Have you ever had a movie trick you into thinking it will be good, even when you know it won’t be good? The previews alone screamed that this would be a terrible movie, not to mention that the title is pretty much a big warning sign itself. I started this film just looking for two hours of post-apocalyptic madness. You know; blood, violence, a group of people trying to survive. What I got was a deja-vu of “From Dusk Till Dawn.”
Do you remember “From Dusk Till Dawn?” It started out as a decent film, with a lot of promise. You get in about half an hour and you think you’re going to enjoy the film. Selma Hayek is dancing half-naked on a table when, suddenly, she turns into some ugly vampire thing and starts attacking people. At that moment, you realize that Quentin Tarantino just stole ten dollars from you. Just so you know, that’s the movie that turned me against Tarantino and made me realize he was just a one trick pony.
A half an hour into “Doomsday” I found myself thinking that it was actually turning into a watchable movie. It was unfolding much like a video game, along the lines of games like “Resident Evil.” They give us the basic plot, the back story and introduce us to the main characters. The ugly Selma Hayek moment comes when the good guys run over a cow with their armored car. It was like the filmmakers realized they were making the film too good, knew the rest was shit, so came up with a wake-up call for the audience. How else can an endless herd of cattle be explained when they went out of their way to tell us that the people were starving to the point they became cannibals? I’d like to say they converted to Hindu, but these people were anything but pacifists.
By the way, in case you haven’t noticed, Great Britain has become the land of apocalypse in film. It’s almost as if Hollywood decided that New York’s contract has expired and signed Great Britain to a ten-year deal.
Anyway, after my slap in the face, courtesy of the cows, I fell back to my original reasons for watching this movie and tried to enjoy it again. Little did I know, there was a second ugly Hayek moment coming, which we’ll get to in a moment.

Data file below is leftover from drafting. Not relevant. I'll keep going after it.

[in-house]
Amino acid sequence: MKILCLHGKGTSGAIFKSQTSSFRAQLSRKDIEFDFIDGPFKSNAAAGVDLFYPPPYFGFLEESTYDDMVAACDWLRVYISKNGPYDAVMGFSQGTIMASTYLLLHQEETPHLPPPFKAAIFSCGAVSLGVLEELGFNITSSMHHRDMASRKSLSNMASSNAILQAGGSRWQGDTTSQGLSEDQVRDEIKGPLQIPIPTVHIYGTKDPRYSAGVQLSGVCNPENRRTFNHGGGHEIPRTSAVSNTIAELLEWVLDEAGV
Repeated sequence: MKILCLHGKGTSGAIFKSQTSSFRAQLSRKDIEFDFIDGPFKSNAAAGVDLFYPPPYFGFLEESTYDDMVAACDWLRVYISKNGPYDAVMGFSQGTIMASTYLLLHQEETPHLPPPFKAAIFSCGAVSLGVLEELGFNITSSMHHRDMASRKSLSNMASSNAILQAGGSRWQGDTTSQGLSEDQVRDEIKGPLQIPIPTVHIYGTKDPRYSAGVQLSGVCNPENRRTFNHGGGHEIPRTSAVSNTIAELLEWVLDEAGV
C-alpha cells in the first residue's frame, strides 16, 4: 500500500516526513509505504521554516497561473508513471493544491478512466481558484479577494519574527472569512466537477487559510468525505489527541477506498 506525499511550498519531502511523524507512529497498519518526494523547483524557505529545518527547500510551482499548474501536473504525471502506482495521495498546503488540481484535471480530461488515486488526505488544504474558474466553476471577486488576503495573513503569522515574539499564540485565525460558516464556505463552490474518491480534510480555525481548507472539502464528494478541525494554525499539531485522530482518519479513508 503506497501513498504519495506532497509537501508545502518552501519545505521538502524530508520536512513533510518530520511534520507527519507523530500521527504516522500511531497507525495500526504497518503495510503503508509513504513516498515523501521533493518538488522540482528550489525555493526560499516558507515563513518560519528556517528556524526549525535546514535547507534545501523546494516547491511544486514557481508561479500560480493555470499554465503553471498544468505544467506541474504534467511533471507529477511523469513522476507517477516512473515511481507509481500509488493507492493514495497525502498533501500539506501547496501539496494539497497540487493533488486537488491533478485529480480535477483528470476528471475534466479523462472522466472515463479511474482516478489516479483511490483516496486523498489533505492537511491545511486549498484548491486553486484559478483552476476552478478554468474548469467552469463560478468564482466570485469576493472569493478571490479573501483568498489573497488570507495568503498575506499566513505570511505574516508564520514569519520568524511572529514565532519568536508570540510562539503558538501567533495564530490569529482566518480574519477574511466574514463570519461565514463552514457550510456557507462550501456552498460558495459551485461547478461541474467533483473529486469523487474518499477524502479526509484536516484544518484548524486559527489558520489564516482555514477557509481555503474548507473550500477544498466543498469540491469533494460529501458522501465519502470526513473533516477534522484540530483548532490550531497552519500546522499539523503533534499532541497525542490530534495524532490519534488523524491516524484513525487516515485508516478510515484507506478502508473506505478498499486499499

In a nutshell, the movie is about a random virus infecting Scotland and killing nearly everyone. The English build a giant wall to isolate the Scots, which works for twenty-seven years. When they discover the virus has made it to England, they reveal that there are survivors in Scotland and they put together a team to go into Scotland to find a doctor who they believe found a cure. Why it never occurred to them to just go snag a survivor is probably the dumbest part of the writing, especially since that’s what ends up happening anyway.
After surviving the herd of cows, the team is captured by the cannibals. It was at this point I wished that they were all zombies or infected or something. That they are still completely human actually takes away from what little story this film tried to maintain. Naturally, the team leader and a couple of helpers escape with a girl who says she will lead them to the doctor. On their way to meet the doctor, they are attacked by a suit-of-armor wearing guy on horseback. You’ve just been Hayeked. Somehow, they went from “Mad Max” to “Robin Hood” passing through a fallout shelter in between. If this wasn’t bad enough, the doctor has made himself king, holed up in a castle, and made everyone dress in medieval clothing (I am not making this up). The doctor tells them what they already should have known, that the cure is in the people who are immune, and tries to execute them. Naturally, they escape and have a car chase through the Scottish countryside.
Hah! You just got Selma’d again. This film was basically a series of those moments, interspersed with violence, blood, Malcolm McDowell voice-overs and Bob Hoskins. If there’s anything to take from this film it’s that America is now immune to world-ending viral pandemics. Please enjoy your hamburger.
Rating: Do not pay for this movie. Do not add it to your Netflix queue. It is not worth an Icelandik dollar (sorry Iceland).